THE DEUTSCHE BANK AND THE NAZI ECONOMIC WAR AGAINST THE JEWS
In a book that could be subtitled "Hitler's Willing Investment Bankers," Princeton historian James recounts the Deutsche Bank's participation in the "aryanization" of the German economy from 1932 to 1940, drawing on internal Deutsche Bank records that only recently became available as well as material seized by Soviet troops after World War II. He shows how, as the Nazis began to rise to power, the bank reluctantly purged itself of Jewish directors, followed by Jewish employees, in response to state pressure. Later, James reveals, the regime enlisted the bank employees' professional skills, domestic and foreign relationships, and financial muscle to eliminate Jewish control and ownership of German companies. The expropriation was conducted gradually, since many hastily seized companies proved worthless without the management of their Jewish former owners, and also because this method muted foreign criticism and preserved a veneer of legality. This stands in stark contrast to the brutally simple methods used by the Nazis in occupied countries and, after 1941, in Germany as well, explains James. While he finds it impossible to make an accurate estimate of the profit Deutsche Bank made from these activities and whether that profit might exceed postwar reparations, he suggests that extravagant figures cited by other researchers are baseless and implausible. His work will not carry weight with these critics, however, since it was subsidized by Deutsche Bank and is largely based on documents kept under their control for the last 50 years. (Mar. 15)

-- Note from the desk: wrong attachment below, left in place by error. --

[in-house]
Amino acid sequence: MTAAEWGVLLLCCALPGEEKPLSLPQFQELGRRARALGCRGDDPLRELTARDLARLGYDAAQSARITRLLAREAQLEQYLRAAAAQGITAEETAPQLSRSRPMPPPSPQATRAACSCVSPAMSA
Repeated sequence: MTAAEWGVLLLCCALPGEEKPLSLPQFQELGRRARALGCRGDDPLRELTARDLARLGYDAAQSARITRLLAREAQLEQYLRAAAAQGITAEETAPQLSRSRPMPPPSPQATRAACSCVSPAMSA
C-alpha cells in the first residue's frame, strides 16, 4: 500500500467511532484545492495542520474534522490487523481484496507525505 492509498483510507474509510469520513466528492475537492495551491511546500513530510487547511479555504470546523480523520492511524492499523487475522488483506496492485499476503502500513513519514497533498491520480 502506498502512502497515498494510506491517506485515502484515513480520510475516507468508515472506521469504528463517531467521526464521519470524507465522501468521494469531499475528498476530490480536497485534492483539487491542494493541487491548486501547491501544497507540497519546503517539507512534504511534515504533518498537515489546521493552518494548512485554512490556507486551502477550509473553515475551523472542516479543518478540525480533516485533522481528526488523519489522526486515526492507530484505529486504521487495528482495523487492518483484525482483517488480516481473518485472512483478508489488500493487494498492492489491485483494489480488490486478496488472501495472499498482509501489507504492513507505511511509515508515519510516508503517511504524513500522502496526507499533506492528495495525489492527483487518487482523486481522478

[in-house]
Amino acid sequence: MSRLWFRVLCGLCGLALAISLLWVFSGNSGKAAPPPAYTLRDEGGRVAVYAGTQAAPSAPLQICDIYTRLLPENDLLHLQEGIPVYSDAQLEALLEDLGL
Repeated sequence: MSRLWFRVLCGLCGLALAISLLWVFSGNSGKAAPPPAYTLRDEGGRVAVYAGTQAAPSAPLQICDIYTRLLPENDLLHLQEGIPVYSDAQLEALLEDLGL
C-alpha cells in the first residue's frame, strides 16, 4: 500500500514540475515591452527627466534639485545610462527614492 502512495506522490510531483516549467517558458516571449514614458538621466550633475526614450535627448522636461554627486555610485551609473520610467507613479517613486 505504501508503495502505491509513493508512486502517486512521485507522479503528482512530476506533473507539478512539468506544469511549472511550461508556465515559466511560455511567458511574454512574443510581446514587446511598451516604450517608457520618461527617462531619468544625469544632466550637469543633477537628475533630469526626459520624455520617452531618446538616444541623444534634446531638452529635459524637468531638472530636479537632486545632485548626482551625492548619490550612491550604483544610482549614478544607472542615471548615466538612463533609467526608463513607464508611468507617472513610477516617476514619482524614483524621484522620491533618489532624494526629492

Forecast:While the publisher has positioned this work as a nonfiction thriller revealing previously unimagined levels of corruption, it is actually a dry history that will primarily attract serious students of the period. James's moderate positions on the bank's profit and the guilt borne by bank managers is unlikely to win friends on either side of the controversy.
Release date: 03/01/2001